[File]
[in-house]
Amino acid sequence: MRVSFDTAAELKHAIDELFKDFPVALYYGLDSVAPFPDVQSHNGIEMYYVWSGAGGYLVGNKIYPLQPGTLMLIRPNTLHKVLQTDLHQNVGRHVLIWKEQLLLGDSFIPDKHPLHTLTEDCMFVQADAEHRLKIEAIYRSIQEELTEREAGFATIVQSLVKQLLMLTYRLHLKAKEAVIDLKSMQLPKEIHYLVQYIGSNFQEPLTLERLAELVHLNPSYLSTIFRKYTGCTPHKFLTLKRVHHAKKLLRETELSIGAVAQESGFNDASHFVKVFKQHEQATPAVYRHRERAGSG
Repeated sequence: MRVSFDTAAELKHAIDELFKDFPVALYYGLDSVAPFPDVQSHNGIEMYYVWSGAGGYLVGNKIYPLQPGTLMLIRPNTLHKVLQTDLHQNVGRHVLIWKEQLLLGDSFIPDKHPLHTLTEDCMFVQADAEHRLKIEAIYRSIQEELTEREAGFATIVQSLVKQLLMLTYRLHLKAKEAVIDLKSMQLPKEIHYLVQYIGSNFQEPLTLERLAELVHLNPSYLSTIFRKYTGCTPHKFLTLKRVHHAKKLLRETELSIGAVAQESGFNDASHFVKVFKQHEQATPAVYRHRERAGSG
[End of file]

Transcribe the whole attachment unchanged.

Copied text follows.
[in-house]
Amino acid sequence: MRVSFDTAAELKHAIDELFKDFPVALYYGLDSVAPFPDVQSHNGIEMYYVWSGAGGYLVGNKIYPLQPGTLMLIRPNTLHKVLQTDLHQNVGRHVLIWKEQLLLGDSFIPDKHPLHTLTEDCMFVQADAEHRLKIEAIYRSIQEELTEREAGFATIVQSLVKQLLMLTYRLHLKAKEAVIDLKSMQLPKEIHYLVQYIGSNFQEPLTLERLAELVHLNPSYLSTIFRKYTGCTPHKFLTLKRVHHAKKLLRETELSIGAVAQESGFNDASHFVKVFKQHEQATPAVYRHRERAGSG
Repeated sequence: MRVSFDTAAELKHAIDELFKDFPVALYYGLDSVAPFPDVQSHNGIEMYYVWSGAGGYLVGNKIYPLQPGTLMLIRPNTLHKVLQTDLHQNVGRHVLIWKEQLLLGDSFIPDKHPLHTLTEDCMFVQADAEHRLKIEAIYRSIQEELTEREAGFATIVQSLVKQLLMLTYRLHLKAKEAVIDLKSMQLPKEIHYLVQYIGSNFQEPLTLERLAELVHLNPSYLSTIFRKYTGCTPHKFLTLKRVHHAKKLLRETELSIGAVAQESGFNDASHFVKVFKQHEQATPAVYRHRERAGSG